Unfortunately, the same accolades can’t be reiterated for the town government and a lot of residents. The 2011 edition saw a drastic drop off in attendance. Easily, there were 30% to 40% less spectators at this years race.

The Bernards Twp government does almost nothing to promote the race and (by doing virtually nothing) basically do all they passively can to discourage its continuation. It is painfully obvious that township officials wish this race gone. They tie the hands of local eatery merchants on the main straight-away from doing business and basically ignore the entire event.

It’s not surprising really, most of the town and its officials look down upon such type of events. If it is not an equestrian, orchestrial or some other wealthy activity, they snub their noses at it. Basking Ridge is one of those towns that wishes with all its might it was an exclusive, true wealthy bedroom community. Instead, it has a nice mix of condos, townhomes and single family homes with incomes that are very varied. Much to the chagrin of township officials and some residents.

The overall marketing of the race in general lacks in promotions and relations and one has to wonder how long it will continue. One possible bright spot is that BaseCamp Adventures is moving to neighboring Bernardsville. Could the race possibly move as well? It might be the best thing to happen to the race since its inception. Time will tell.



Real Analytics compares the NFL’s top five Passer rating to overall standings.  Three of the top five quarterbacks/teams match up in the overall top five of each catagory. The overall passer rating as defined by the NFL, can be at times somewhat suspect and also misleading.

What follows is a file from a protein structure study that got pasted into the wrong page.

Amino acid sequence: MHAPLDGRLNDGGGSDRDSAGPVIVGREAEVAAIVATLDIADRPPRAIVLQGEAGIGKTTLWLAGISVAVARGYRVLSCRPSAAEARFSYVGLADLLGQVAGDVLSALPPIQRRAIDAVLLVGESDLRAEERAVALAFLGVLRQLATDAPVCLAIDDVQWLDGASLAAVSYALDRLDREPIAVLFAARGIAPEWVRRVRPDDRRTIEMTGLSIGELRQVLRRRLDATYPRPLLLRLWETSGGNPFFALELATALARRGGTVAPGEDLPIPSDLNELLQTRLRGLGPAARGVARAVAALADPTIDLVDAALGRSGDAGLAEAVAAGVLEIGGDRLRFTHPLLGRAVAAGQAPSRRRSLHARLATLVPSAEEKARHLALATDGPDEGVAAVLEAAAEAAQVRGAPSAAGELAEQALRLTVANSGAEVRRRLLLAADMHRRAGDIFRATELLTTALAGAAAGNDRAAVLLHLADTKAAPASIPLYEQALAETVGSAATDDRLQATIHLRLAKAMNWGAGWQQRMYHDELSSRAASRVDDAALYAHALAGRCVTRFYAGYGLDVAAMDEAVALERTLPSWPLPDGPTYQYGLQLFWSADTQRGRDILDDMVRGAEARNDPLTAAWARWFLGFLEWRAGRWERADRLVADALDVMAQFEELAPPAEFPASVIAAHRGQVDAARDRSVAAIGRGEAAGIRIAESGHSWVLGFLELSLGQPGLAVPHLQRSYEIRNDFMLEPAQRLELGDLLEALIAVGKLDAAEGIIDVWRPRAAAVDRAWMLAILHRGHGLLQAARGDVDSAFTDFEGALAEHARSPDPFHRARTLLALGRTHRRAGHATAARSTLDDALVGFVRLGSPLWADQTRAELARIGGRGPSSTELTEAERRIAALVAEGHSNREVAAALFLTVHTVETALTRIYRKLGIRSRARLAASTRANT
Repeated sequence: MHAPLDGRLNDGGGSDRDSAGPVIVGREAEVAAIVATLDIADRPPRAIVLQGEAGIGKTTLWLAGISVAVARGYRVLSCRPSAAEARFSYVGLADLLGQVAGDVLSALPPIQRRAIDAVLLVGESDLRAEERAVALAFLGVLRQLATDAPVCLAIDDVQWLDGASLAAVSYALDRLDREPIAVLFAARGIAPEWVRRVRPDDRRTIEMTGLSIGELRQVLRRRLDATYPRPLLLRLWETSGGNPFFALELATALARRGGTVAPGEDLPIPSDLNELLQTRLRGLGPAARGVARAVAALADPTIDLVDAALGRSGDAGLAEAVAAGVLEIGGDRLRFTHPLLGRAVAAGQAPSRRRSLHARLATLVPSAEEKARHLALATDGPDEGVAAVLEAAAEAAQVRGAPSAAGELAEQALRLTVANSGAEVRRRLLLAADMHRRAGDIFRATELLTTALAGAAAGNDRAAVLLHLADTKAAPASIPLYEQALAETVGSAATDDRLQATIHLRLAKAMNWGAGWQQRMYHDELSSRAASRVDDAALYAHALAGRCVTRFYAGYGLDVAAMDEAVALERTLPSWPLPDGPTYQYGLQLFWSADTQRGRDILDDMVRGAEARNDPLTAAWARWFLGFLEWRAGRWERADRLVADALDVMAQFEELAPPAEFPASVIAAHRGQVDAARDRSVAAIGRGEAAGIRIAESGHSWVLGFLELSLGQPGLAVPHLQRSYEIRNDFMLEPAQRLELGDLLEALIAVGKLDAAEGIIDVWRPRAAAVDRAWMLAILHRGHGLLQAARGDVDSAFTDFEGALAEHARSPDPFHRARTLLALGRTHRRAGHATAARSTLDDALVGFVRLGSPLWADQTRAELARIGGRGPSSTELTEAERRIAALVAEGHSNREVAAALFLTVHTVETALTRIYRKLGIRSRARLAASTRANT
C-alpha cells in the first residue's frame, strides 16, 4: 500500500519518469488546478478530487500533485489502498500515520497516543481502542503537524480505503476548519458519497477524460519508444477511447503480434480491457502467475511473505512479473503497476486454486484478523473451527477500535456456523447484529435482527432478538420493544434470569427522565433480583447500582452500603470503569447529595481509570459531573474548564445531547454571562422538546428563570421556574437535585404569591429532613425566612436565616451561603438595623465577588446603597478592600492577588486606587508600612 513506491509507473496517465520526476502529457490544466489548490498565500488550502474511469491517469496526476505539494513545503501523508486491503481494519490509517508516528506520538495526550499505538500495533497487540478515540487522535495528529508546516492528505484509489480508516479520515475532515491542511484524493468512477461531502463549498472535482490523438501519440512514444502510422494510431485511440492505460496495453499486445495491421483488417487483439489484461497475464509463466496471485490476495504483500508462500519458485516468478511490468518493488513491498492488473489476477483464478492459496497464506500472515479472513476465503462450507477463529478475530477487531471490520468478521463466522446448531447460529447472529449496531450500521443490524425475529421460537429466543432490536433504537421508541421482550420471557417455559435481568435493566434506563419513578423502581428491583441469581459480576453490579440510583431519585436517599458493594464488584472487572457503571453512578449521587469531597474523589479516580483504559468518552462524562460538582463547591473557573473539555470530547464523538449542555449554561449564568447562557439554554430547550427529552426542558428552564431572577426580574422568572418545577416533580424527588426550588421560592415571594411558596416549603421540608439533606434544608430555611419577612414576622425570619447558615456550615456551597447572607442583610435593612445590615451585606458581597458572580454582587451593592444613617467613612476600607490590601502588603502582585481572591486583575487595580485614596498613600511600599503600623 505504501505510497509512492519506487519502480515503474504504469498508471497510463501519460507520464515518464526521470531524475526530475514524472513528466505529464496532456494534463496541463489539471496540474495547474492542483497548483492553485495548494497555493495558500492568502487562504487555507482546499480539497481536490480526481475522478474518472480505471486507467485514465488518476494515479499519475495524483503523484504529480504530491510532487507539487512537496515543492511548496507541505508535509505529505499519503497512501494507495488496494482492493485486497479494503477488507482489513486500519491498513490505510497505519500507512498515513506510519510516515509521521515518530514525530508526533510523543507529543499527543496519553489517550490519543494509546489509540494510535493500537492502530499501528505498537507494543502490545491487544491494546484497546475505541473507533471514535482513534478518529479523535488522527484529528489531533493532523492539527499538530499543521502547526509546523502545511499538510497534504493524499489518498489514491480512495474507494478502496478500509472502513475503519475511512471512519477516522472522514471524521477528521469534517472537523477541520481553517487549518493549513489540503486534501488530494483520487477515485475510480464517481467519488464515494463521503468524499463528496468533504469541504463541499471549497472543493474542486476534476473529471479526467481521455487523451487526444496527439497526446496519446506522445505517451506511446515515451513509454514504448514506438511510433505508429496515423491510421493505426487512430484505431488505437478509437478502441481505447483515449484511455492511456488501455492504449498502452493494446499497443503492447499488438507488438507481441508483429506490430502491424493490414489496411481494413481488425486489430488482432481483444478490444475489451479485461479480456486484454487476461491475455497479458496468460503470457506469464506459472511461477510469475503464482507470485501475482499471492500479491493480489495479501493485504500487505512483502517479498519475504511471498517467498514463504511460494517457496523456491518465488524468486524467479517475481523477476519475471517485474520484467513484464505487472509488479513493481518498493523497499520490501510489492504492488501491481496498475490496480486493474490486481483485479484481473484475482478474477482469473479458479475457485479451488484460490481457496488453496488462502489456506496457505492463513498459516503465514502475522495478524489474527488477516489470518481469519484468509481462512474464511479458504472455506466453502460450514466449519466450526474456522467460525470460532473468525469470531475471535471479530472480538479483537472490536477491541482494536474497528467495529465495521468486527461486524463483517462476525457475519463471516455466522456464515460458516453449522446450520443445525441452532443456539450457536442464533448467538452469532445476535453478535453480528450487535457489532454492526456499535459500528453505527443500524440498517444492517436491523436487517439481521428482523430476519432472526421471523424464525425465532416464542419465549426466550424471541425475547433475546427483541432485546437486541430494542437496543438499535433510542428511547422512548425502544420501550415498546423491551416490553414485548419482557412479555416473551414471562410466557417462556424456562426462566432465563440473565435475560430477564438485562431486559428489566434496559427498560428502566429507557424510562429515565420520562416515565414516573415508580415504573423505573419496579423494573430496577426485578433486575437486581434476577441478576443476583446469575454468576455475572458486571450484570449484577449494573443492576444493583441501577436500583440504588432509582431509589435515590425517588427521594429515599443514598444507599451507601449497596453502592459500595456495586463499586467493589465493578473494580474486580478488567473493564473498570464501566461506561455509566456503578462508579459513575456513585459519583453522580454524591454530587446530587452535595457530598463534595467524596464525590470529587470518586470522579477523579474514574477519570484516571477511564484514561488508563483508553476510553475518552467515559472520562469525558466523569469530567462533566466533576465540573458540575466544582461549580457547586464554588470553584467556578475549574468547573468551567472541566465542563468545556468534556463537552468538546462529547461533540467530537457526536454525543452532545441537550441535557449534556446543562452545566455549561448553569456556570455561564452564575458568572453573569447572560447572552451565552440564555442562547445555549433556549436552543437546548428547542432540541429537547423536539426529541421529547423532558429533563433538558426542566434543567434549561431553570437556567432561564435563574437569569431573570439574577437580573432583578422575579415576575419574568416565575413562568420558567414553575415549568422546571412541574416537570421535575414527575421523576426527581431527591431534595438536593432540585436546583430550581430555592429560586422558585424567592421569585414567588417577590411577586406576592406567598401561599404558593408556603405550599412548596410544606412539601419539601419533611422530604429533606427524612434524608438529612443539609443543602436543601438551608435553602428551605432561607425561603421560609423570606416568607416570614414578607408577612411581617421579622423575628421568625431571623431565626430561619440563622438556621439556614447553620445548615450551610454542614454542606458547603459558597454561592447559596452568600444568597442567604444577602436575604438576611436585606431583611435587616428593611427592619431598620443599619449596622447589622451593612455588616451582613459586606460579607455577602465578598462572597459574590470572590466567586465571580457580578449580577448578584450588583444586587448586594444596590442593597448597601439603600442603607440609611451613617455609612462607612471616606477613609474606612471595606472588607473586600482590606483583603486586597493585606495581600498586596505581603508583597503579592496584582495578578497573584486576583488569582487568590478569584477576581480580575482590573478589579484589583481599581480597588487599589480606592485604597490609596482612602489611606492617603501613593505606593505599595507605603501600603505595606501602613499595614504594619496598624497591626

Although in this case at week 9/10  the two separate statistics are fairly accurate yielding a 67% ratio of the top five QB’s versus top five teams.

Teams at 6-2 were judged by + net points rather than percentage.

NFL Passer Rating (overall)

1. Drew Brees* – NO                   106.1
2. Brett Favre* – MIN               106
3. P. Manning* – IND                105.2
4. B. Roethlisberger – PIT      104.1
5. Aaron Rodgers – GNB         103.3

Standings

Overall W L T
New Orleans * 8 – 0 – 0
Indianapolis * 8 – 0 – 0
Minnesota * 7 – 1 – 0
New England 6 – 2 – 0
Dallas 6 – 2 – 0

(5-4 teams were excluded as both the Giants and Texans lost their last games)

For a more in-depth, analytical view:

http://classic17.wordpress.com/2009/10/19/nfl-passer-ratings/


In the whirl of wheels streaming by- spectators, cheers and late summer blue skies…The Race is on

Historic downtown Basking Ridge, NJ was once again the setting for the 18th annual Olde Mill Inn – Tour of Basking Ridge. The Labor Day race is always an eventful contest near the end of the road cycling season. The  event features 8 separate races accommodating all abilities- from pros to amateurs. Presenting Sponsor, Liberty Cycle puts on a great community event each year.

The 1.12 mile sweeping course features six turns around the bucolic borough. The Start/Finish line located on South Finley Ave and Lewis St., which is the front stretch of the short circuit- that rises and falls into turn 1-  a fast left onto on Henry St that leads to Turn 2- a quick left onto Rankin.

Turn 3 is a sweeping right/left combo onto Dyckman then a slight rise towards the left hander onto Colonial. The final corner, turn 6 is another left onto S Finley to the Finish line.

The final sprint race of the day was the  category 5 event. The competition was a short 5 laps that saw 36 riders line up for the start. Atop my Hutchinson-shod, Pro-Lite carbon frame, I lined up at the start line on the left, about midpack so I would have an inside line into T-1. Local guy Doug Ernst, Joseph Meyer-Fuchs of Oakland and Nick David from Hoboken were among the top favorites and all quickly went to the front at the drop of the starters flag.

Not being a true “racer” (this was the my first race of the season, and really had no training in my legs to speak of- read: I am slow) I planned my strategy around the design of the tight course. I knew that attacking the corners was the only chance I had of a top 20 finish.